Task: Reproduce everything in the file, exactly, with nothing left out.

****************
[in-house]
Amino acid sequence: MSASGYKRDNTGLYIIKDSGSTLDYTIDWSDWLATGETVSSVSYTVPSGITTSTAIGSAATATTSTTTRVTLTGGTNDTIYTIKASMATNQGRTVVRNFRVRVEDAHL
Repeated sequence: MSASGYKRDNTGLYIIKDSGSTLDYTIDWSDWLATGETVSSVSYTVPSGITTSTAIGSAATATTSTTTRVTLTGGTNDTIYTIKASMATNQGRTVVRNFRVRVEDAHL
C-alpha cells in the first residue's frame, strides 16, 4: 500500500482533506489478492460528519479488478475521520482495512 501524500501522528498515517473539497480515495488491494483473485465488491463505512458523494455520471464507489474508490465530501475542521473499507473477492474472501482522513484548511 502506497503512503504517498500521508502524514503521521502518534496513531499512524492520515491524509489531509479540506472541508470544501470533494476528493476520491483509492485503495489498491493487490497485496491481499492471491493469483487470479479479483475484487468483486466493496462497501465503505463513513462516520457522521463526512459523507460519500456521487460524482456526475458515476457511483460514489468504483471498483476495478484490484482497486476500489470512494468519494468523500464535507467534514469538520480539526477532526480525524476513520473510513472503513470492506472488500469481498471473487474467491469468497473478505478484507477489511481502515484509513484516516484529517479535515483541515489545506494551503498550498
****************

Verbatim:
[in-house]
Amino acid sequence: MSASGYKRDNTGLYIIKDSGSTLDYTIDWSDWLATGETVSSVSYTVPSGITTSTAIGSAATATTSTTTRVTLTGGTNDTIYTIKASMATNQGRTVVRNFRVRVEDAHL
Repeated sequence: MSASGYKRDNTGLYIIKDSGSTLDYTIDWSDWLATGETVSSVSYTVPSGITTSTAIGSAATATTSTTTRVTLTGGTNDTIYTIKASMATNQGRTVVRNFRVRVEDAHL
C-alpha cells in the first residue's frame, strides 16, 4: 500500500482533506489478492460528519479488478475521520482495512 501524500501522528498515517473539497480515495488491494483473485465488491463505512458523494455520471464507489474508490465530501475542521473499507473477492474472501482522513484548511 502506497503512503504517498500521508502524514503521521502518534496513531499512524492520515491524509489531509479540506472541508470544501470533494476528493476520491483509492485503495489498491493487490497485496491481499492471491493469483487470479479479483475484487468483486466493496462497501465503505463513513462516520457522521463526512459523507460519500456521487460524482456526475458515476457511483460514489468504483471498483476495478484490484482497486476500489470512494468519494468523500464535507467534514469538520480539526477532526480525524476513520473510513472503513470492506472488500469481498471473487474467491469468497473478505478484507477489511481502515484509513484516516484529517479535515483541515489545506494551503498550498